Flu Vaccine in Adults Provides Extra Protection for Elderly


Adults who get immunized against influenza are protecting not only themselves, but also their elderly peers.

Adults who get immunized against influenza are protecting not only themselves, but also their elderly peers.

The elderly are most at risk for flu-related morbidity and mortality because of their weakening immune systems.

Although the flu vaccine is less effective in this population, new research shows that immunization among younger adults is inversely associated with flu-related illnesses in the elderly. This association was especially strong among elderly patients who also received the flu vaccine, as the reduction in risk for flu-related illness was twice as large for seniors who were vaccinated against the flu.

The study examined 520,229 adults ages 18 to 64 using county influenza vaccination coverage data from the Behavioral Risk Factors Surveillance System Survey, and then compared the findings with the incidence of flu-related illness in about 3.3 million Medicare recipients ages 65 and older between 2002 and 2010.

In counties where at least 31% of the younger population was vaccinated, the elderly had 21% lower odds of developing a flu-related illness. On the other hand, in counties where 15% or less of the younger adult population vaccinated, the elderly had a 9% lower chance of developing a flu-related illness.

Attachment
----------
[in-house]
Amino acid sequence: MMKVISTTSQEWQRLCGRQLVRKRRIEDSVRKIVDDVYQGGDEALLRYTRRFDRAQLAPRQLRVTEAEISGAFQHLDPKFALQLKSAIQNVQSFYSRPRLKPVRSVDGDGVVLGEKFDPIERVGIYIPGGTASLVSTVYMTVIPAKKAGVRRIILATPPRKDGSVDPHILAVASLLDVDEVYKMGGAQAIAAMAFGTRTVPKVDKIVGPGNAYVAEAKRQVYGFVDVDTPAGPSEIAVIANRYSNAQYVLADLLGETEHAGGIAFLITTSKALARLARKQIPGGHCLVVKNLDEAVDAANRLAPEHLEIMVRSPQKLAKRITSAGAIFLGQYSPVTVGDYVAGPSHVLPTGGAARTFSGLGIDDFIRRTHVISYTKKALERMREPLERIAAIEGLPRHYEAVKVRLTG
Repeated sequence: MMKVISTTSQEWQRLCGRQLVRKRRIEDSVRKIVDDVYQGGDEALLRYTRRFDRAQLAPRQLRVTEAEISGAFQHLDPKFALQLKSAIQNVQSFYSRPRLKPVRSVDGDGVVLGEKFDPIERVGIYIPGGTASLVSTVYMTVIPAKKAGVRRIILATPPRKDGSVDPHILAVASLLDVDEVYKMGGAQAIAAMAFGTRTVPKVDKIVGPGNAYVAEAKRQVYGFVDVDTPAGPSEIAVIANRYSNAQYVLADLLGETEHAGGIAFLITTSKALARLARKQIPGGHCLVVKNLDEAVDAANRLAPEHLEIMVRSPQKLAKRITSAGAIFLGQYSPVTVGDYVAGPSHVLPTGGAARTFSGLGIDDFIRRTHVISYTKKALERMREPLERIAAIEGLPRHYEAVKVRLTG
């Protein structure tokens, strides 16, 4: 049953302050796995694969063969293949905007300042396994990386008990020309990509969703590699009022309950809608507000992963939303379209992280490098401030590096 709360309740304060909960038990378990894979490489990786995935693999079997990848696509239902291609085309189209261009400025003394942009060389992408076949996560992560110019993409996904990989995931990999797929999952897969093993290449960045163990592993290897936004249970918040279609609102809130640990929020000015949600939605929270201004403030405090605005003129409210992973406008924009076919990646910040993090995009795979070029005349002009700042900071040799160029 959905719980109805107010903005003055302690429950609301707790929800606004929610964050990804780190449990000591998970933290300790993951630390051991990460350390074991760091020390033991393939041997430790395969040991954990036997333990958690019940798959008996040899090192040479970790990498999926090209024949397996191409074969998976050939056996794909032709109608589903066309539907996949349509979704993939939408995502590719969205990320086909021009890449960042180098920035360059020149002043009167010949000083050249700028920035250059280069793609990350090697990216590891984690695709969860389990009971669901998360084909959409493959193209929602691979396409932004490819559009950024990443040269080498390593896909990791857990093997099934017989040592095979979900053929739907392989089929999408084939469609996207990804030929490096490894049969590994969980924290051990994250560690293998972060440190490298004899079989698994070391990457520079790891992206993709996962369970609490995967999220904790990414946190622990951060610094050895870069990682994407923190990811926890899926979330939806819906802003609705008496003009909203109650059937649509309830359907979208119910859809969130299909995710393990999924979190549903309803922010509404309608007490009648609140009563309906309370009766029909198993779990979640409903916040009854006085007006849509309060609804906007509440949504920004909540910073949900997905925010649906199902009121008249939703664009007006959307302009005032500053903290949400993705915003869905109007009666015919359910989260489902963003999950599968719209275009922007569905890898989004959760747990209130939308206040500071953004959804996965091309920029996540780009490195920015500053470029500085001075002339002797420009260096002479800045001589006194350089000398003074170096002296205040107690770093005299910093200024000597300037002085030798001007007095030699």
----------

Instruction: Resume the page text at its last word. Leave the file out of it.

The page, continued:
The link between greater populations of vaccinated young adults and lower incidence of flu-related illness in elderly patients was stronger in peak months of the flu season, more severe flu seasons, and flu seasons with greater antigenic match to the flu vaccine.

“Our findings suggest that flu vaccination should be encouraged among low-risk adults not just for their own benefit, but also for the benefit of higher-risk adults in their community, such as the elderly,” said study author Glen B. Taksler, PhD, of the Cleveland Clinic in a press release. “In round numbers, we estimated that about 1 in 20 cases of influenza-related illness in the elderly could have been prevented if more non-elderly adults had received the flu vaccine.”

The researchers did not find evidence of a similar link between children’s flu vaccine coverage and flu-related illness in the elderly.

While the study results do not show a causal relationship, Dr. Taksler stated that they could help health care professionals educate patients about the benefits of immunization against the flu.

More than 40 million doses of this year’s flu vaccine have already been distributed, and they should be a better match to the circulating viruses, according to the US Centers for Disease Control and Prevention (CDC).

The CDC advises all patients ages 6 months and older to receive an annual flu vaccine.

This study was published in Clinical Infectious Diseases.

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